John Forsyth, VP of strategy at Symbian, seems to think that browser monopolies are good for you:
One target browser covering most of the world's phones is a good thing.
Considering the lesson we learned with IE, this sounds odd. What about all the people who are not using that browser? Then again, Nokia probably wouldn't mind having the mobile browser market all to themselves. …
People at Nokia have in fact previously called for a mobile browser monopoly. What's interesting about this is that they cannot possibly be unaware about the reality of software forks. Even if your browser is based on WebKit, that doesn't mean that all phones running this core will have the same capabilities. A lot of people will be using old versions, and I'm sure Nokia doesn't want to be at the mercy of Apple's release cycle forever, so there will inevitably be forks.
We already have Apple, Nokia and Google using different forks of WebKit. Will they all return to Apple in the end and let Apple run everything? Or will they start out with WebKit and end up with several different WebKit-based browsers moving in different directions because these companies realize that they can't have one company dictating the direction and development of everyone else?
In a followup, the Nokia bloggers make another puzzling statement:
The base web standards are not evolving much any more
The people at Nokia are surely not unaware of all the on-going work at W3C and other organizations, are they? And they are surely not unaware that the Web stagnated in large part due to the IE monopoly, and that only now, when competition is heating up again, things have started to move in the right direction again?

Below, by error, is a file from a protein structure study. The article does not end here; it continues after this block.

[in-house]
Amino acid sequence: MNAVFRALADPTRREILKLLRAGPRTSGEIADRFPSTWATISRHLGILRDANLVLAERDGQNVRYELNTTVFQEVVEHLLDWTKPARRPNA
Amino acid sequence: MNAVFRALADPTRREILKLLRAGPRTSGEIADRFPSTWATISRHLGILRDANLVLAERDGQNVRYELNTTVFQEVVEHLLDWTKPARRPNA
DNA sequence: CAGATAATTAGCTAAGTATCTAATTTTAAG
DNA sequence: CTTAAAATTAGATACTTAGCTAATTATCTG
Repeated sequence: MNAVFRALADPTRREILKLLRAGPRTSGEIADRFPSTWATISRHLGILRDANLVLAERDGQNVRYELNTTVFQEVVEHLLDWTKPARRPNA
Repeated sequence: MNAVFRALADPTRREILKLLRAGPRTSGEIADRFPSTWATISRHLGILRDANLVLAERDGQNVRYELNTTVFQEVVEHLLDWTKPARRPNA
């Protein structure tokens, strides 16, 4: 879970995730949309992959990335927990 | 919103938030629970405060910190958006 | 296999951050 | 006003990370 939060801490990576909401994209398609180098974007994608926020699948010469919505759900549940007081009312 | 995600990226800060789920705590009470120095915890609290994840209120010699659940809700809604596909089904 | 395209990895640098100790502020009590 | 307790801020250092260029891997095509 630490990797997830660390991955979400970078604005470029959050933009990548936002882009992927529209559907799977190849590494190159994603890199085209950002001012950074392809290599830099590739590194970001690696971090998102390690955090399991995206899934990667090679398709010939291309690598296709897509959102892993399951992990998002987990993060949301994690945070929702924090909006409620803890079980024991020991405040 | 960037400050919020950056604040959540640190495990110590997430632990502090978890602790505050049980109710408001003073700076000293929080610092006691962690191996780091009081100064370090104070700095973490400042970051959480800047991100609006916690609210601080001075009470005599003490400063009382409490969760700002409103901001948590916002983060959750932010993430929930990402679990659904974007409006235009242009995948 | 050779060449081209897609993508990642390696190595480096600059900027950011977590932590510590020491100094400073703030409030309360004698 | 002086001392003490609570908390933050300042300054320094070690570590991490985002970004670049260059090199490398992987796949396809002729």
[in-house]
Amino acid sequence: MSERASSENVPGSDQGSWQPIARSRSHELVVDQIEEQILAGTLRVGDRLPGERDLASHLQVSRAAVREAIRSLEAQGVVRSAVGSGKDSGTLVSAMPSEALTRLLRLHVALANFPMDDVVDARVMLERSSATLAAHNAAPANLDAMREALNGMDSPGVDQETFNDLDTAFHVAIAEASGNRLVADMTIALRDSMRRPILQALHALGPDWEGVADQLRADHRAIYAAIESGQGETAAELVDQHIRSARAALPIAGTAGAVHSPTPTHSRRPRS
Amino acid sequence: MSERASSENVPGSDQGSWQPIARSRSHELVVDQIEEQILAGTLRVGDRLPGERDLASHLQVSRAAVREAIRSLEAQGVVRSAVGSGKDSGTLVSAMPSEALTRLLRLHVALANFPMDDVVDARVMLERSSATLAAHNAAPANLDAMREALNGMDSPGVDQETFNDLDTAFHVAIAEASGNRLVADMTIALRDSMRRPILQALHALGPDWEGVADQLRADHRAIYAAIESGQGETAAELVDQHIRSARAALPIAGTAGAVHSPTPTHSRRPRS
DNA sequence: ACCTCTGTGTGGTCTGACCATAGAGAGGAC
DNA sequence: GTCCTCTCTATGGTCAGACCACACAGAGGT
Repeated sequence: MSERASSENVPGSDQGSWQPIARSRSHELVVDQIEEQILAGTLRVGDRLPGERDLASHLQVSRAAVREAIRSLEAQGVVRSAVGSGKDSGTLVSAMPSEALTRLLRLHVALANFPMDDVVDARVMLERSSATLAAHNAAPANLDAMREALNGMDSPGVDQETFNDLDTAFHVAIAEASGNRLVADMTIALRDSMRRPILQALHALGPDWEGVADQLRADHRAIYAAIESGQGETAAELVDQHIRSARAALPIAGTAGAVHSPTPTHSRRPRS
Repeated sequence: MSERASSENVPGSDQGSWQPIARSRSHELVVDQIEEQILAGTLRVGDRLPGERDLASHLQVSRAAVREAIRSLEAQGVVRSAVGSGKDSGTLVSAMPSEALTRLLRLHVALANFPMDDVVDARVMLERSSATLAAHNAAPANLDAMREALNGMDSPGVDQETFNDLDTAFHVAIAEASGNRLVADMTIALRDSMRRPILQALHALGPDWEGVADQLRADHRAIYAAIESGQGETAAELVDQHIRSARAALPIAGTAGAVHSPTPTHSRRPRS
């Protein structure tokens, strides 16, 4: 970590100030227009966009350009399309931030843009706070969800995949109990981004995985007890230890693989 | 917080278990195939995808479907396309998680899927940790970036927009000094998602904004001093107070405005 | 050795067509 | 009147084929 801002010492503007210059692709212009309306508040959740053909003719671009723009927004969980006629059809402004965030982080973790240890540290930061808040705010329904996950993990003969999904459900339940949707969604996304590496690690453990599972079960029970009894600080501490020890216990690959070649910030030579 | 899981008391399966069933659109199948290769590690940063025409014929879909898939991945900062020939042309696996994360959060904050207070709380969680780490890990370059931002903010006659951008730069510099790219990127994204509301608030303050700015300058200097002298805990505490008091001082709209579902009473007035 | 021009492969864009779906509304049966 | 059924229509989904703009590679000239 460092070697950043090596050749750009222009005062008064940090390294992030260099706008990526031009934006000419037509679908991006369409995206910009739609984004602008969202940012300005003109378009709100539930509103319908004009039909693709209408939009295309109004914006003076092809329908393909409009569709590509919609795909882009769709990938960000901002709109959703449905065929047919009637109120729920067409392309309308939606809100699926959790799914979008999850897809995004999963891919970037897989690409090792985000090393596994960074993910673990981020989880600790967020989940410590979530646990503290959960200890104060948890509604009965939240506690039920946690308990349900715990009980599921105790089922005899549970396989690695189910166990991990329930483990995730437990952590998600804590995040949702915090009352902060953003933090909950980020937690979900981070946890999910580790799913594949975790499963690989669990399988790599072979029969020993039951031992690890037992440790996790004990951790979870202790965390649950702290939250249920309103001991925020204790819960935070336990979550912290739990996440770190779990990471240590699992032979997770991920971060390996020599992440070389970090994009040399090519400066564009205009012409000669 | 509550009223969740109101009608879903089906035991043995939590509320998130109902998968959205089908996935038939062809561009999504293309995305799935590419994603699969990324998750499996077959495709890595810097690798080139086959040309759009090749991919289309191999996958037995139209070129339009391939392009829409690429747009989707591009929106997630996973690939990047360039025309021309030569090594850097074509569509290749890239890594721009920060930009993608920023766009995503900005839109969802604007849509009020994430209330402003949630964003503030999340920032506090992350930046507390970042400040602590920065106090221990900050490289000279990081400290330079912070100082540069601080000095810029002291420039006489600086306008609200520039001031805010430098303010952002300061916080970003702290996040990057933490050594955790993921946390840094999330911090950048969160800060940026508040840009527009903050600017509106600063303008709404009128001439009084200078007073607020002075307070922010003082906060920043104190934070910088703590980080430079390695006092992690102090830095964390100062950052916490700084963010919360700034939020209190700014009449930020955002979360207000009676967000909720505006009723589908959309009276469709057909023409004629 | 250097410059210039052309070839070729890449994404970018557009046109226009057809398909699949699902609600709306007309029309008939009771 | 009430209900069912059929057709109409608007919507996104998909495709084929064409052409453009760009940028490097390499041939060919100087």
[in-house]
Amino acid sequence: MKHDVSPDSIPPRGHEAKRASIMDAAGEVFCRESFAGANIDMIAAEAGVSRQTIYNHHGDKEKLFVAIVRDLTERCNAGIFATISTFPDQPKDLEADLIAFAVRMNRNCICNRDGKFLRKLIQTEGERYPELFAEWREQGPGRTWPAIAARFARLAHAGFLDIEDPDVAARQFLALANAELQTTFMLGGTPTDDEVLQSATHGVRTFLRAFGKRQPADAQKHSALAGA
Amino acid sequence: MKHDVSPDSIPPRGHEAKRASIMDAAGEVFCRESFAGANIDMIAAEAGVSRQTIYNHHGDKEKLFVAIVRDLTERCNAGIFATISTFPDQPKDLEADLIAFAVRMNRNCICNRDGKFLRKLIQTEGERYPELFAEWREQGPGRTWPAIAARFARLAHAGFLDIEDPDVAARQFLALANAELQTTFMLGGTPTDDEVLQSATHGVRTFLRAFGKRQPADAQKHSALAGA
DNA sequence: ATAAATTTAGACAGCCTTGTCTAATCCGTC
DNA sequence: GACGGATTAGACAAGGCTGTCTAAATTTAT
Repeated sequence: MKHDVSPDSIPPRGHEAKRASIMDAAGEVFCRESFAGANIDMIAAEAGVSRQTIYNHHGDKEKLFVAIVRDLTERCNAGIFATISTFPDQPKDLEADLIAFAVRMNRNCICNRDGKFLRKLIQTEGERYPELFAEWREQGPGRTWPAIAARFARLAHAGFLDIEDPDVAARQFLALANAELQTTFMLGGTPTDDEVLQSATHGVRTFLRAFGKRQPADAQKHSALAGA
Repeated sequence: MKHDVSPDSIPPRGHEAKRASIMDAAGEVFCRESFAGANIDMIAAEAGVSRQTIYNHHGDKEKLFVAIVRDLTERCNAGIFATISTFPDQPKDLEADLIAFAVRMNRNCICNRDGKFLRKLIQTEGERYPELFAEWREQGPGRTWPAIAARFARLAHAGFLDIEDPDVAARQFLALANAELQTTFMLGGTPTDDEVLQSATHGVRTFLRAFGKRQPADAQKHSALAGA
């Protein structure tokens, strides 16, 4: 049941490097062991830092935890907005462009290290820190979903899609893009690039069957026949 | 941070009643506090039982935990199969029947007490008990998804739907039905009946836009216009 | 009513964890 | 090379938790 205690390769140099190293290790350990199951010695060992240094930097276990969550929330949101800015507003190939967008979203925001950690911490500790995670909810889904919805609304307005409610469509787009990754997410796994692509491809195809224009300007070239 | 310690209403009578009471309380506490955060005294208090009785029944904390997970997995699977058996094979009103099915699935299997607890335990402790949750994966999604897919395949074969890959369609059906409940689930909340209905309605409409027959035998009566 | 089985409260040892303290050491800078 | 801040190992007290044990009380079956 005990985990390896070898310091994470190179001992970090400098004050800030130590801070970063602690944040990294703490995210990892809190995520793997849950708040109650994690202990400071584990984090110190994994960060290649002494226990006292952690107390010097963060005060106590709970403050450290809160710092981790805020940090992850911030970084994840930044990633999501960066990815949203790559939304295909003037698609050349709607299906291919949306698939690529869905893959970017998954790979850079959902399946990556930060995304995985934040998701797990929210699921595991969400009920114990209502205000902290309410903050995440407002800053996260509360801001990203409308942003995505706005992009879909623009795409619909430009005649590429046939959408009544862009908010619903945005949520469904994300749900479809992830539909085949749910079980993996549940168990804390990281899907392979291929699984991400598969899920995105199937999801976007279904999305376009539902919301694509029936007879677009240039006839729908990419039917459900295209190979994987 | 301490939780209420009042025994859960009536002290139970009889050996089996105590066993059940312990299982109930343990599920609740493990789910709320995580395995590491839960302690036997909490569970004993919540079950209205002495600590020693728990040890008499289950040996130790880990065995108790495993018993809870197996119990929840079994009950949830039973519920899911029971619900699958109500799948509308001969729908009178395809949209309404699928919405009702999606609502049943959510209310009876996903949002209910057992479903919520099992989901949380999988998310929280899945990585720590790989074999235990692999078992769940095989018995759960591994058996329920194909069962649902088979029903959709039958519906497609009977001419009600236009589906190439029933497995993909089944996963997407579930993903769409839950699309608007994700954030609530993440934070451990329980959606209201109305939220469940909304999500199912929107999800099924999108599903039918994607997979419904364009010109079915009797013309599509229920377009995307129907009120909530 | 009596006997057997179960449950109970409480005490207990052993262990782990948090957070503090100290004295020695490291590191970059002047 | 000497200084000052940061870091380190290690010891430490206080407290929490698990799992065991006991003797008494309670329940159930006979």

If there's something the past has taught us, it's that monopolies stifle innovation, and software will be forked when major companies disagree on the direction.
No, Symbian, Nokia and other people and companies who think that monopolies are somehow good: What we need is not a software monopoly. What we need is not encouraging Web developers to target specific browsers. What we need is a proper implementation of standards in all browsers as an encouragement for Web developers to save money by writing their code once instead of implementing the same thing several times.
Implementing standards correctly is is very hard to do, but it's the only right thing to do. And the sooner we can rid ourselves of the IE legacy, the sooner everyone can spend more time working on actual standards and less time working around quirks in specific browsers.
Let's not start the cycle all over again by trying to tie the Web to one specific implementation.
Let's go for open standards.
(Thanks to Investor for the first link.[/url])